Denver's South Platte River rehabilitation plan designed to restore fisheries
South-metro leaders and a growing number of fishermen are pushing to let the South Platte be more of a natural river as it flows down from the mountains through the Denver area.
They're planning to rechannel the river, revegetate and bring in boulders to rehabilitate the wide, shallow waterway into a deeper, meandering river that could sustain significantly more fish. Not just wily big-mouth bottom-feeders — but trout.
Enhancing the South Platte, proponents contend, will lead to a healthier metro economy.
"We are the custodians of the river. It is incumbent upon us to keep that river a viable, healthy source for the ecology of the area, the wildlife, migratory birds and for the community," Littleton Mayor Debbie Brinkman said. "We're not doing this for economic reasons. There may be an economic benefit."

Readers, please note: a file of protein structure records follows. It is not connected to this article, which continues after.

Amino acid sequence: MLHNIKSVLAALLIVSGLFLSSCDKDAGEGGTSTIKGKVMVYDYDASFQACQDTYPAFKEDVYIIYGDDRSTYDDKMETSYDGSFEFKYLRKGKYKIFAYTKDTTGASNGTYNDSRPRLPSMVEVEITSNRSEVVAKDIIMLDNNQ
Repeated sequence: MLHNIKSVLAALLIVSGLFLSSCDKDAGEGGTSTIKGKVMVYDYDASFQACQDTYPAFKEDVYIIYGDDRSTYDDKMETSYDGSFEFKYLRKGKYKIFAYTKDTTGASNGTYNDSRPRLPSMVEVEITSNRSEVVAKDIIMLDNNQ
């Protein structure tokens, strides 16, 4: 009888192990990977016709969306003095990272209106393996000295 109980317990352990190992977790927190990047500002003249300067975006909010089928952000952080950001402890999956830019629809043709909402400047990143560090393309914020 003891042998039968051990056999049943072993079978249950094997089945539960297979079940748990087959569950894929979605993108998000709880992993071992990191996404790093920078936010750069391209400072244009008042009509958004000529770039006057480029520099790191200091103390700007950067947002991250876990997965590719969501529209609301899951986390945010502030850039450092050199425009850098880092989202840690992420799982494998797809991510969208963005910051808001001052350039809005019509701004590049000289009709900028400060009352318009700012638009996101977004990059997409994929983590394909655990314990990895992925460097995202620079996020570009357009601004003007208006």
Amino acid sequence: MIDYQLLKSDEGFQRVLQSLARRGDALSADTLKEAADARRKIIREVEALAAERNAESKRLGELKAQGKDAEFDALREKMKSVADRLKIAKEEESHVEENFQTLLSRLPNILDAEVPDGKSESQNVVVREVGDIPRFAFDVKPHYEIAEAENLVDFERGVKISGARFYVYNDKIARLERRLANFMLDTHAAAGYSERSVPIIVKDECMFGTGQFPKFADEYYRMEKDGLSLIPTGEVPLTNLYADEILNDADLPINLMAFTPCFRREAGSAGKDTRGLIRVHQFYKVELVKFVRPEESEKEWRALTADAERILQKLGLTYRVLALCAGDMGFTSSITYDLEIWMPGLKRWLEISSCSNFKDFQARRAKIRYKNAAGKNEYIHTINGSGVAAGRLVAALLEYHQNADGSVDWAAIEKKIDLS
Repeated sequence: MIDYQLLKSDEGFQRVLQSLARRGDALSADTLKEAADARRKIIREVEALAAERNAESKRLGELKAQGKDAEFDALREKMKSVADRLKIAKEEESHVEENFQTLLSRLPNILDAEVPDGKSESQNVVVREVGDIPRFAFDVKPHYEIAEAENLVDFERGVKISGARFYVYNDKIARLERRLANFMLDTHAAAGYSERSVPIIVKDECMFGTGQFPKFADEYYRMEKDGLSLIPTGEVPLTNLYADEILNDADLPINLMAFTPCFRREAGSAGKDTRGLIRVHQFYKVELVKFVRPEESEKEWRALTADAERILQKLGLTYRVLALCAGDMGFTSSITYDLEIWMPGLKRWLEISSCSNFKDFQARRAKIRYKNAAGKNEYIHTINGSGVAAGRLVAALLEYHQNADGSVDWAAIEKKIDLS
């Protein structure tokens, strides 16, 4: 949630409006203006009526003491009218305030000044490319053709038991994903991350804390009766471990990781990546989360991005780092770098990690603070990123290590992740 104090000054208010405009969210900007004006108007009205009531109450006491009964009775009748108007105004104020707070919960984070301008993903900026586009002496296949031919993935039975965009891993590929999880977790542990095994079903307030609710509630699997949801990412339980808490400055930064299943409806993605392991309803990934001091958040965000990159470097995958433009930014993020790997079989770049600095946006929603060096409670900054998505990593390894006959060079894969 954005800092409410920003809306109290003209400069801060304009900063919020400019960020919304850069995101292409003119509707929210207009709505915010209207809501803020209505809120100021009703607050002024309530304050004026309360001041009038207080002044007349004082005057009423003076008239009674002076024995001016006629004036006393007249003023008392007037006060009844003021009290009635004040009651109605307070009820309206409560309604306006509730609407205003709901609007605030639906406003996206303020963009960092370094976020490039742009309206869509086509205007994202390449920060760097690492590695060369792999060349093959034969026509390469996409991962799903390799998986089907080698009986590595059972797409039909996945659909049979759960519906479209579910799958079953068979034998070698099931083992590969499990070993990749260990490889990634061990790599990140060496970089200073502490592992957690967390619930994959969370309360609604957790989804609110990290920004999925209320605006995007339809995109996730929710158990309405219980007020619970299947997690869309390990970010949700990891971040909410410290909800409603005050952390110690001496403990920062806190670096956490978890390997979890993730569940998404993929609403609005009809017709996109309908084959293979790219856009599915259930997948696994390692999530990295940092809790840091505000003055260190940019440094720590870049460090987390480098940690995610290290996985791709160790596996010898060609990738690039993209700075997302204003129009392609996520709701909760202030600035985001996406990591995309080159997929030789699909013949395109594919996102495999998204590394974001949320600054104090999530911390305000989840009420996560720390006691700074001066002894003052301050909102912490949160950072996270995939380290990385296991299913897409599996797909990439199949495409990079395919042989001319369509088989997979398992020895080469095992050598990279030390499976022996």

Anglers report healthy rainbow and brown troughs all along the river. And fly-fishing for carp continues to draw people who are following the advice of Chris Santella's new book "50 More Places to Fly Fish Before You Die" to the South Platte.
Fishing guides in Denver say they earn as much as $300 leading outsiders to the good spots.
The South Platte "already has gained a reputation as a carp fishery," said Will Rice, who submitted the recommendation to Santella. "But if the small-mouth species (such as trout) could be introduced, this definitely could be an economic draw for Denver."
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